This is an inclusive school. Leaders are ambitious for pupils with special educational needs and/or disabilities (SEND).

Pupils' additional learning needs are swiftly identified. Appropriate and effective support helps these pupils to achieve very well across the curriculum. Leaders have also prioritised extra support for vulnerable pupils which helps them manage their emotions and develop in confidence.

Pupils behave well. Leaders have ensured that staff have high expectations and a consistent and positive approach to managing behaviour. From Reception, children learn how their behaviour can affect others.

This means that learning is rarely disrupted. Leaders work closely with families and make robust checks to ensure that pupils attend school. As a result, attendance is good.

Leaders are determined to give pupils a broad range of experiences to help prepare them for their next stage of education. As one pupil commented, 'They get us prepped up for high school.' Pupils thoughtfully consider what spirituality means, starting with their own experiences, and then considering what it means to others and to the wider world.

Pupils' reflections are captured in the class 'special moment' displays. Leaders appropriately emphasize water safety given the school's location. They also support pupils to learn about, and be proud of, the Isle of Wight.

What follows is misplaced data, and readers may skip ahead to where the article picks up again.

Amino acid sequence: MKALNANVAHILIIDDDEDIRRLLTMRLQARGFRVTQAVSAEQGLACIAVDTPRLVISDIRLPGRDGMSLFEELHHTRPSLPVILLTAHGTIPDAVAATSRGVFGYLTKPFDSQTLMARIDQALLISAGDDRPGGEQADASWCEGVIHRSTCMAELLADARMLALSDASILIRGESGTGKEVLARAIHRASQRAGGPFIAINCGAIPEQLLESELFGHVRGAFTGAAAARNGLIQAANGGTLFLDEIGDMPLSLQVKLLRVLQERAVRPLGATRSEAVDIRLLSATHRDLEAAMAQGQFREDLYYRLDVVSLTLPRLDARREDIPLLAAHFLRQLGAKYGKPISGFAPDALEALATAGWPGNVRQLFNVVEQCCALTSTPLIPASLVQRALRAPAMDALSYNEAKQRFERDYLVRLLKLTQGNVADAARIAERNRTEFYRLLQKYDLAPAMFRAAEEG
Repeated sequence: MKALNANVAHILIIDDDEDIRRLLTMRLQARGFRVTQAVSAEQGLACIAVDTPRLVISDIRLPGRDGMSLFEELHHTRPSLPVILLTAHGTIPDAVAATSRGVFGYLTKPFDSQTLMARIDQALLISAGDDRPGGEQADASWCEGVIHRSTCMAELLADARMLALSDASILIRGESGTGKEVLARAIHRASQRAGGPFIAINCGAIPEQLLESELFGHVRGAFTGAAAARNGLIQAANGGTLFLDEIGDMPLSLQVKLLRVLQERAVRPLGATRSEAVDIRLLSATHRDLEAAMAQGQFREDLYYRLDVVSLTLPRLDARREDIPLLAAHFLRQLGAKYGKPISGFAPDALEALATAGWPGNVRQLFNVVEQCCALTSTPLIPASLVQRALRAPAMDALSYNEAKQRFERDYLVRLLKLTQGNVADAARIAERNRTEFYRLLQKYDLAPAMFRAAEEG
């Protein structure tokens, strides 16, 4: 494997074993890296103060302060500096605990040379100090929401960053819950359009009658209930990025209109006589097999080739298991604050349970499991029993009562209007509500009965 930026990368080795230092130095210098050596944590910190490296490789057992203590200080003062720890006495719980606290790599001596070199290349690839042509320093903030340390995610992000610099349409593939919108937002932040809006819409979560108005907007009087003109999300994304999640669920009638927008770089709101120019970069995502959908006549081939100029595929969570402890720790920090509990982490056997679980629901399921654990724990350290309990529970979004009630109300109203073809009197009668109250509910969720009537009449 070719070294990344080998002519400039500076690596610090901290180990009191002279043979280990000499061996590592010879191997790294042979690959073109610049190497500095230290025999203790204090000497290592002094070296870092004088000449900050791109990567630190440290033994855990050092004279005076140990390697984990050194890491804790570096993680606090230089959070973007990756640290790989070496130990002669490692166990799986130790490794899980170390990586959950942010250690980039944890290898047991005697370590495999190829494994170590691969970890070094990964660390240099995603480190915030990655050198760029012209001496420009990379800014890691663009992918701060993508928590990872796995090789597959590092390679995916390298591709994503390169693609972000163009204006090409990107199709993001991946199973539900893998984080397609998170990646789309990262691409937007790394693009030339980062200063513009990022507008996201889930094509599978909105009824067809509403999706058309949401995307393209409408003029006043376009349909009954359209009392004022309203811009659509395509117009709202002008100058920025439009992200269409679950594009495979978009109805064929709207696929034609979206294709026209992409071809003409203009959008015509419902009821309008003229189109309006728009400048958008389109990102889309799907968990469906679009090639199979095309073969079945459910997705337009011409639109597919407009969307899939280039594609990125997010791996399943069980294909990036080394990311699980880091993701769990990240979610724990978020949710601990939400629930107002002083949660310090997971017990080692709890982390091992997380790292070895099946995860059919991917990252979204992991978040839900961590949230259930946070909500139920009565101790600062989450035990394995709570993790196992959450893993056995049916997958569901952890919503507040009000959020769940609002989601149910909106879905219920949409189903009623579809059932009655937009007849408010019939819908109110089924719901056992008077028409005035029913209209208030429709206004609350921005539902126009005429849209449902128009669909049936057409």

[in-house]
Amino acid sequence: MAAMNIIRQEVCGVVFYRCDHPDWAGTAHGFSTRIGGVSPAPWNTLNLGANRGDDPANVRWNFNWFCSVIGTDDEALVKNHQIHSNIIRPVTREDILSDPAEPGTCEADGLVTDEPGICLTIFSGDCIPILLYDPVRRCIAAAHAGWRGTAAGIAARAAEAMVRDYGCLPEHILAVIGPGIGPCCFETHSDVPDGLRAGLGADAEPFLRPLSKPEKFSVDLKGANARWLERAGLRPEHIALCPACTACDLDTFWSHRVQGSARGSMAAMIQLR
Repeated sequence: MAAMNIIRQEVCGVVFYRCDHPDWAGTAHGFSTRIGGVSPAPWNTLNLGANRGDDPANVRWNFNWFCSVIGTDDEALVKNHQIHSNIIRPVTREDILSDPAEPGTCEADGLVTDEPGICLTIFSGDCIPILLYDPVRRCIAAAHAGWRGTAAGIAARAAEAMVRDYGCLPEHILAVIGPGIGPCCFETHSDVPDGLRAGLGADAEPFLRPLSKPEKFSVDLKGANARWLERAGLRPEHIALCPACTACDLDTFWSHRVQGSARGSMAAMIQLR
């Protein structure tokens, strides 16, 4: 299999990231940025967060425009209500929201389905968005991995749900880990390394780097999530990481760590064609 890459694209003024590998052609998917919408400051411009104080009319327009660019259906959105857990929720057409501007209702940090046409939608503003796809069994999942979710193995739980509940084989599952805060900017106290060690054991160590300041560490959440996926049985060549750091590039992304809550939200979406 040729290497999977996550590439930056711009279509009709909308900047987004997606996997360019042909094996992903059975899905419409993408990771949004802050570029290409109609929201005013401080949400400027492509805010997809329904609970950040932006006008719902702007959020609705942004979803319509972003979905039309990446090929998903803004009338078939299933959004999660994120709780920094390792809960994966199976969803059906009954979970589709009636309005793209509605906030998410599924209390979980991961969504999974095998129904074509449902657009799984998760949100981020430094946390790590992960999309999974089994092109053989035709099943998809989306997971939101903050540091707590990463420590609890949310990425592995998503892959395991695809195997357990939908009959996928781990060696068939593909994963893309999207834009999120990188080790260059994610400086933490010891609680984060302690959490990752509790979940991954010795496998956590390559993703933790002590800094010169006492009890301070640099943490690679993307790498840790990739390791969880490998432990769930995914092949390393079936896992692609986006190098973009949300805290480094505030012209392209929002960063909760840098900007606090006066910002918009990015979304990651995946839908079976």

Staff are proud to work at this school. They value the range of professional development that leaders provide. Staff feel valued by leaders and are given extra time to complete additional work.

Leaders at the school feel very well supported in the multi-academy trust. Sharply focused support has helped leaders prioritise and secure improvements in the curriculum. The transition board has strongly challenged and effectively supported leaders about the quality of education, especially for pupils with SEND.


The arrangements for safeguarding are effective.

Leaders have created a culture that is firmly focused on pupils' and families' welfare. They prioritise continual safeguarding training for staff.

Consequently, they are assured that all staff understand what to do in different situations. Staff report concerns promptly, and safeguarding records are comprehensive.

Staff have a strong knowledge of local safeguarding issues which affect their pupils.

This helps them to swiftly identify pupils who may be at risk, and to provide prompt help when needed.

Leaders work with external agencies to help safeguard pupils, including insisting that action is taken when they think it necessary.

What does the school need to do to improve?

(Information for the school and appropriate authority)

• Leaders have broadly identified the knowledge and skills for each subject.

However, this is not accurate enough to ensure that staff can precisely build on pupils' prior learning. Subject leaders should identify the most important knowledge and skills they want all pupils to learn and remember in all subjects. Leaders have already taken action to address this weakness over the coming year.

For this reason, the transitional arrangements have been applied. ? Leaders of subjects other than mathematics and English have checked that plans have been followed, but they have not monitored how well pupils have learned the intended curriculum. Leaders should equip subject leaders with the skills to check that all pupils have learned and remembered the most important knowledge and skills.

Also at this postcode
Ventnor Community Early Years Centre Ltd